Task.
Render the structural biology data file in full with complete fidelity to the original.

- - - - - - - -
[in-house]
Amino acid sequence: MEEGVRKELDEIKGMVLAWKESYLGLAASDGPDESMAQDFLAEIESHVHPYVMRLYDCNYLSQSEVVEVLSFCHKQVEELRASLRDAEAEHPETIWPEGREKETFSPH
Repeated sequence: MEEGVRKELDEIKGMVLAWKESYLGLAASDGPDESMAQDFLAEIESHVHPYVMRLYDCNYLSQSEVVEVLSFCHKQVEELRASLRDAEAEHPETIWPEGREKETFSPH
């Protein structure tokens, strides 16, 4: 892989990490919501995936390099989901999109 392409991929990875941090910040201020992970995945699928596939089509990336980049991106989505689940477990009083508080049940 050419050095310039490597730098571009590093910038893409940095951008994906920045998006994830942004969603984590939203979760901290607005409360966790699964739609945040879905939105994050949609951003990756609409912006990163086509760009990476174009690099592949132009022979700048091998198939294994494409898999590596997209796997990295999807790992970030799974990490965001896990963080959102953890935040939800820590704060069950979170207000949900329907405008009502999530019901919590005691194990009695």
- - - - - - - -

[in-house]
Amino acid sequence: MEEGVRKELDEIKGMVLAWKESYLGLAASDGPDESMAQDFLAEIESHVHPYVMRLYDCNYLSQSEVVEVLSFCHKQVEELRASLRDAEAEHPETIWPEGREKETFSPH
Repeated sequence: MEEGVRKELDEIKGMVLAWKESYLGLAASDGPDESMAQDFLAEIESHVHPYVMRLYDCNYLSQSEVVEVLSFCHKQVEELRASLRDAEAEHPETIWPEGREKETFSPH
């Protein structure tokens, strides 16, 4: 892989990490919501995936390099989901999109 392409991929990875941090910040201020992970995945699928596939089509990336980049991106989505689940477990009083508080049940 050419050095310039490597730098571009590093910038893409940095951008994906920045998006994830942004969603984590939203979760901290607005409360966790699964739609945040879905939105994050949609951003990756609409912006990163086509760009990476174009690099592949132009022979700048091998198939294994494409898999590596997209796997990295999807790992970030799974990490965001896990963080959102953890935040939800820590704060069950979170207000949900329907405008009502999530019901919590005691194990009695």